Concerns voiced about Grotsky Harford principals complained to board before his ouster

March 22, 1998|By Suzanne Loudermilk | Suzanne Loudermilk,SUN STAFF

The Feb. 26 meeting of Harford County school board members and secondary school principals at Vitali's restaurant in Edgewood began like most sessions held in recent years -- with plates of chicken parmesan and ravioli, and talk of issues from classroom size to the budget.

But before the meeting broke up, another important topic arose: the principals' dissatisfaction with Superintendent Jeffery N. Grotsky. Among other complaints, they said they mistrusted the central office and felt they weren't allowed to discuss school matters with the board.

Such complaints were not new to board members -- just three days earlier, elementary school principals had voiced concerns about Grotsky at a dinner meeting, participants say. Together, the meetings helped to set in motion the school chief's final days.

Monday, visibly tense board members held a special meeting to announce that Grotsky, 53, would be leaving the superintendent's post by the end of the week. He was given a severance package worth more than $271,000 after serving less than half a four-year contract -- a deal that has drawn criticism from county officials as too expensive.

"We felt like we couldn't wait any longer," says school board President Geoffrey R. Close.

The gulf between the school board and Grotsky widened steadily in recent months, say board members, administrators and elected officials. By March 10 -- weeks after the principals aired their grievances at dinner -- board members were meeting to discuss Grotsky's termination.

"There was no straw that broke the camel's back," says board member Richard W. Daub Jr. "It was a culmination of things."

Looking back, many educators praise Grotsky's business skills. But others portray him as an arrogant administrator who often pitted staff members against each other and who shook the central office's foundation when he decreed that veteran employees had to reapply for their jobs.

Several administrators say they were mystified by Grotsky's reorganization of the top staff in Harford, which has the state's lowest administrative costs per pupil -- and where students ranked near the top in statewide performance tests.

In the end, even his best intentions became fodder for criticism. For example, when he removed the door to his office -- part of a policy of openness -- some employees joked that the move was made so people could not knock to be invited in.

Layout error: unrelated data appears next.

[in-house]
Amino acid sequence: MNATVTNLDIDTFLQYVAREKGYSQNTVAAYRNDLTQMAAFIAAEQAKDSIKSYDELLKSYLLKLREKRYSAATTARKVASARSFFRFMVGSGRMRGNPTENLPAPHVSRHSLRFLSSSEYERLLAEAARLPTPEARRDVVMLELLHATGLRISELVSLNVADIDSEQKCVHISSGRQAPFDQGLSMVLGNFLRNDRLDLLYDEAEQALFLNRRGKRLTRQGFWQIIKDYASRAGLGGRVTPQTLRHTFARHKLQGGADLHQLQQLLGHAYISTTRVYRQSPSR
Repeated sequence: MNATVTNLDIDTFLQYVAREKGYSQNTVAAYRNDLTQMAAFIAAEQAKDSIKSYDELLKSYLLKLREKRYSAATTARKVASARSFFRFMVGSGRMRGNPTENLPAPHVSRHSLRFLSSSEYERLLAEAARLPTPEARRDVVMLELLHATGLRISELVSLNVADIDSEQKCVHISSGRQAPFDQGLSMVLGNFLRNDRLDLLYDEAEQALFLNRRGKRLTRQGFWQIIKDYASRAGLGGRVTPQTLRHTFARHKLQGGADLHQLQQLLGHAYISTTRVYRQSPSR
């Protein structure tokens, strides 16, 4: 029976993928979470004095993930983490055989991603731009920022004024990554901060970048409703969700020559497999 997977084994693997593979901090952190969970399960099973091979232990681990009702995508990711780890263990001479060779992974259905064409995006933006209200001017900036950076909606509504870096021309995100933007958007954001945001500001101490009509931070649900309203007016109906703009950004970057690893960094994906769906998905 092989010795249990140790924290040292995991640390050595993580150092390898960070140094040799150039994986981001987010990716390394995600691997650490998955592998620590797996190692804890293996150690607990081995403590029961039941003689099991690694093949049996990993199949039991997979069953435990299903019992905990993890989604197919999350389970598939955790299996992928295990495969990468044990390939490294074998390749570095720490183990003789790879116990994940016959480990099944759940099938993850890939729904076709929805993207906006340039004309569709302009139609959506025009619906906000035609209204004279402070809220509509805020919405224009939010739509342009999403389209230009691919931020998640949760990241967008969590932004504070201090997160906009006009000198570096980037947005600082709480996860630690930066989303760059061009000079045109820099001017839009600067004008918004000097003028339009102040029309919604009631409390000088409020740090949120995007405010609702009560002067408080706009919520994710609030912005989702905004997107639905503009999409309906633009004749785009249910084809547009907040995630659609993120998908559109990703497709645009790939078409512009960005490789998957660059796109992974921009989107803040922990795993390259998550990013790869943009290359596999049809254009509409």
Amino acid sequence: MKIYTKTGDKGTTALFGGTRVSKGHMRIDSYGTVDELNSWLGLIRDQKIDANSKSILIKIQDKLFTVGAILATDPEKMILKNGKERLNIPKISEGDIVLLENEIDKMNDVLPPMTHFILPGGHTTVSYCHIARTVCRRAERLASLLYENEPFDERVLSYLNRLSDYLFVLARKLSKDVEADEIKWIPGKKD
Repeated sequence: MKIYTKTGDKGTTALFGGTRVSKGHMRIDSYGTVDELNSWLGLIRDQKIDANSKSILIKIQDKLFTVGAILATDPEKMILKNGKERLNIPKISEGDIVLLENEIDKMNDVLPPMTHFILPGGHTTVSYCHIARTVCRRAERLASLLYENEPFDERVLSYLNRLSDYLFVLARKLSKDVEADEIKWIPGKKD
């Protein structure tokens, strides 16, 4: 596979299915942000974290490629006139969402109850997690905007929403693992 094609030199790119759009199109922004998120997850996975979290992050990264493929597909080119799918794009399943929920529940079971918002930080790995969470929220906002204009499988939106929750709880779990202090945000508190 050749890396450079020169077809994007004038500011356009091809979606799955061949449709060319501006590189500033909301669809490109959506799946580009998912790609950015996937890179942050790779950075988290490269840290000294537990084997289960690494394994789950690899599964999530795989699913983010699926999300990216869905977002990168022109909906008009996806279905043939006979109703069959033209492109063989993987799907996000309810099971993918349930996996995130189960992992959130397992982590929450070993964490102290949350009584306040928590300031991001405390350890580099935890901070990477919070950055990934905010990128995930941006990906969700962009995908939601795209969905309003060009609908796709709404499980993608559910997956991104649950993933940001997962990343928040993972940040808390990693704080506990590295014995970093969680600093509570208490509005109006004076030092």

"I had high hopes," Thomas W. Small, former director of technology and information services who voluntarily left the system, says of Grotsky's arrival. "He came with great fanfare. It didn't take long for the problems in Grand Rapids to hit Harford County."

Grotsky received poor marks in 1996 from his former school board in Michigan for his blunt, control-oriented management. He resigned as superintendent after 4 1/2 years to accept the Harford post.

Despite his Michigan evaluation -- which some attributed to board members there wanting a black superintendent -- Harford County's seven-member school board hired Grotsky to lead the growing district of 38,000 students and 49 schools into the next century.

"We felt we could be more business-oriented. We got that with Dr. Grotsky," says Daub. "At the same time, you need to balance that. We don't produce widgets. We produce individuals."

While some liken Grotsky's relationship with the school board to a marriage gone bad, an impending train wreck or a rocking ship, Daub gravitates toward sports.

"He was a hardball player from an urban school district, who came to a softball team in a suburban school district," Daub says. "It was a clash of style."

Karen L. Wolf, who started on the board in July 1996 when LTC Grotsky arrived, says that while board members were pleased with initiatives such as leadership training, "We were moving a little too quickly. We were going in too many directions at one time."

Grotsky also didn't grasp the culture of Harford County, elected officials say.

"It's very unique," says County Council President Joanne S. Parrott. "Basically, everybody works together, communicating back and forth. We try to forge good relationships."

To many county residents, though, the tug-of-war involving Grotsky, county officials and board members was barely noticeable -- unlike the public antics of former Baltimore County school Superintendent Stuart Berger, who was dismissed 2 1/2 years ago.

Keeping the problems in-house was a plus, says Gary Marx, spokesman for the American Association of School Administrators. "When there is a great deal of conflict or if people are trying to upstage everyone else, then it makes the board and the system operate in a circus atmosphere, and that isn't constructive."

Grotsky will remain at school headquarters in Bel Air as a consultant until June 8 and will continue to occupy his large corner office.

Tuesday, the day after the board's announcement, Grotsky was attending to such everyday matters as relocatable classrooms for crowded schools. In his office, classical music played soothingly, and students' artwork brightened the walls.

He was happy to talk about his interim successor, Jackie Haas, 49, who takes over leadership of the district tomorrow.

"I found her creative and open to ideas," he said of the former assistant superintendent of educational services he promoted from elementary principal. "She's a person I'm trying to mentor."

His impending departure was more difficult to discuss.

"You always regret when things don't work out," Grotsky said. "I'm packing up slowly."

Several board members predict that Grotsky will land on his feet as a superintendent somewhere else.

Grotsky said he had made no decisions. But one thing is certain, he said.

"I'm going to leave with my head held up high."

Pub Date: 3/22/98

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